Biscotti lovers seem to fall into two camps: those who view dipping as essential and those who view dipping as optional. As you can see from the photo above, I fall into the dipping-is-optional camp. I like my biscotti with a chewy center (a texture achieved by butter, which dipping-biscotti recipes generally do not call for) and a crisp crust, and I like them on the larger, meatier size — I want to eat one (not ten) and feel satisfied.
While I am partial to classic almond biscotti, these gingerbread biscotti are a treat this time of year. This recipe is just a variation of my favorite recipe with molasses replacing some of the sugar and the addition of traditional gingerbread spices: ginger, cloves, cinnamon and nutmeg. With coffee or tea, a latte or hot cocoa, this dunking-is-optional treat will put anyone in the holiday spirit.
I hope all of your holiday preparations are going well. Below I’ve compiled some of my favorite recipes for this time of year, namely this mustard sauce (affectionately known as the ham sauce in my family), which is incredibly delicious, a wonderful accompaniment to a ham dinner, and a treat to have on hand for leftover sandwiches… you might want to make a double batch.
Hope you all have a safe and wonderful holiday.
Favorite Holiday Recipes
Note: images link to recipes
Party Starters: Glogg (Warning: This is potent stuff — bone-warming, rosy-cheek inducing, party-starting stuff.); Baked Fontina, Cheese Straws
Desserts/Treats: Rosemary Shortbread (my favorite), Rum Balls (so easy!), Almond Torte, Orange and Olive Oil Cake, Chocolate Torte, Boozy Chocolate Truffles
Christmas Morning: Cranberry buttermilk breakfast cake, Bakery Lane’s Honey Whole Wheat Bread, Baked Eggs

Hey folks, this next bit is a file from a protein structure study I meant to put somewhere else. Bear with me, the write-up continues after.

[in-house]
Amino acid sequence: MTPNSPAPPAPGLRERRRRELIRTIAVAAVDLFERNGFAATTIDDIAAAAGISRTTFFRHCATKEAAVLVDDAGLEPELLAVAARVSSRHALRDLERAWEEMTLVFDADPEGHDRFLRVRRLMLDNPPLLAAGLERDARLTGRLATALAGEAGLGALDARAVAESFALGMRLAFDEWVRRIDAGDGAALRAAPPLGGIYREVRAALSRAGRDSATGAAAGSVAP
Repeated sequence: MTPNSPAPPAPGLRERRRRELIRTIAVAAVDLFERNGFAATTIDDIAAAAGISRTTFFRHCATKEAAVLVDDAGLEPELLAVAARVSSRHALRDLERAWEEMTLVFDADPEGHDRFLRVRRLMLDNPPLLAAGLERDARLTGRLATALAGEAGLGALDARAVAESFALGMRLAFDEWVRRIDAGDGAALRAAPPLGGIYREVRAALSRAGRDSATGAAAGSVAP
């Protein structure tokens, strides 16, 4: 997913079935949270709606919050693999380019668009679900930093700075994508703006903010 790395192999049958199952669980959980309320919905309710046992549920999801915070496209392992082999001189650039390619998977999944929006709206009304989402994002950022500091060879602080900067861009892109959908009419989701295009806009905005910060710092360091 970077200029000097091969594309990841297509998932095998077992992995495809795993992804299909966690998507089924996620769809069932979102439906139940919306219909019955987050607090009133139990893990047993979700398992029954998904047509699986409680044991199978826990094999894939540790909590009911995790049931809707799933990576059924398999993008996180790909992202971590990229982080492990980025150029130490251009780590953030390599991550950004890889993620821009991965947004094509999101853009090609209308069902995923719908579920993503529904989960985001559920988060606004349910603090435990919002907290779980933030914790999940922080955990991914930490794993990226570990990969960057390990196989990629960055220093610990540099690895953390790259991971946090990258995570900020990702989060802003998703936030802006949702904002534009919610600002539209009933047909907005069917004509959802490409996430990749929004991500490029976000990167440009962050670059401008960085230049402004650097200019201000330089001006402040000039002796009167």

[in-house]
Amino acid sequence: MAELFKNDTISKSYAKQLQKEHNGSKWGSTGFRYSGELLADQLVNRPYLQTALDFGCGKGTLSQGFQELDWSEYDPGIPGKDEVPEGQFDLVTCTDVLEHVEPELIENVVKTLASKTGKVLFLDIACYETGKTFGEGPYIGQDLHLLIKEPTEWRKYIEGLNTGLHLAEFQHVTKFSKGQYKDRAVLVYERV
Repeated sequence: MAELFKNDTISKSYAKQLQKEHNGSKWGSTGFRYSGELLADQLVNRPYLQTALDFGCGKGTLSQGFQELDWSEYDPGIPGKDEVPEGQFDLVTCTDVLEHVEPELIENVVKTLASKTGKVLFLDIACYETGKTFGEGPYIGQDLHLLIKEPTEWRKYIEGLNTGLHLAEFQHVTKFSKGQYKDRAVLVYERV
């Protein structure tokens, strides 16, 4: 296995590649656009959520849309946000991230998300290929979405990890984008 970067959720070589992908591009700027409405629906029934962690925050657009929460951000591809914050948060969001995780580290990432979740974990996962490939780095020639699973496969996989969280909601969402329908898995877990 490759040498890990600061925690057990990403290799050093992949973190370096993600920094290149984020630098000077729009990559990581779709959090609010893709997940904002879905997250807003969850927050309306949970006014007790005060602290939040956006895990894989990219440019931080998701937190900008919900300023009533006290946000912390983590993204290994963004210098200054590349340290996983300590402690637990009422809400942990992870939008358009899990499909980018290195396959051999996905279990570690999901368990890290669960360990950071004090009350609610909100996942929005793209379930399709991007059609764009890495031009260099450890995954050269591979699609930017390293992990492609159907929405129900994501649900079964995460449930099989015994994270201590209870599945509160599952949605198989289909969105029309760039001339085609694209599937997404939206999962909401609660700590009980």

Notes: This is just a variation of my favorite almond biscotti recipe. Here, some of the white sugar has been replaced with molasses and traditional gingerbread spices have been added. I have altered the baking method here after noticing the logs browning too much on the underside after 35 minutes. Be warned: For the initial cutting, the biscotti will be very raw in the center. They bake up nicely, however, after two additional bakings.
Yield = About 30
1/2 cup unsalted butter
1/2 cup sugar
1/4 cup brown sugar
1/2 cup molasses
3 cups all-purpose flour
1 1/2 teaspoons baking powder
2 teaspoons ginger
1 teaspoon cinnamon
1/2 teaspoon cloves
freshly grated nutmeg to taste
1/2 teaspoon table salt
1 cup sliced almonds
1. In a stand mixer fitted with the paddle attachment, cream the butter with the sugars until well blended. Add the molasses and stir to blend. Add the eggs one at a time, mixing after each addition.
2. In a separate bowl, whisk together the flour, baking powder, spices and salt. Add the dry ingredients to the mixer and blend on low speed until just combined. Add the almonds and mix again until just incorporated.
3. Remove the dough from the mixer and divide into two halves. Plop one half into the center of a large piece of plastic wrap. Form into a long rectangle about an inch high. Wrap with plastic wrap. Repeat with remaining log. Chill for 3 hours (ideally) but less if you are pressed for time.
4. Preheat oven to 350ºF. Bake one log at a time on a parchment- or Silpat-lined baking sheet for 30 minutes. Remove pan from oven and place on a cooling rack. Let log cool for 20 minutes before transferring it to a cutting board. Reduce oven temperature to 325ºF or if you like your biscotti on the crisper side, reduce oven temperature to 300ºF. Cut the log crosswise with a sharp knife. Lay the cut slices on their sides on the baking sheet. Return pan to the oven for 15 minutes if you like a chewy texture and 20 minutes (at 300ºF) if you like a crisper texture. Remove pan from the oven, flip the biscotti over and return pan to the oven for 5 minutes (if you like chewy) and 10 minutes (if you like crispy). Remove pan from the oven and let cool on a baking sheet before serving. Note: Use your judgement regarding the time — increase or decrease the times based on your preferences for texture.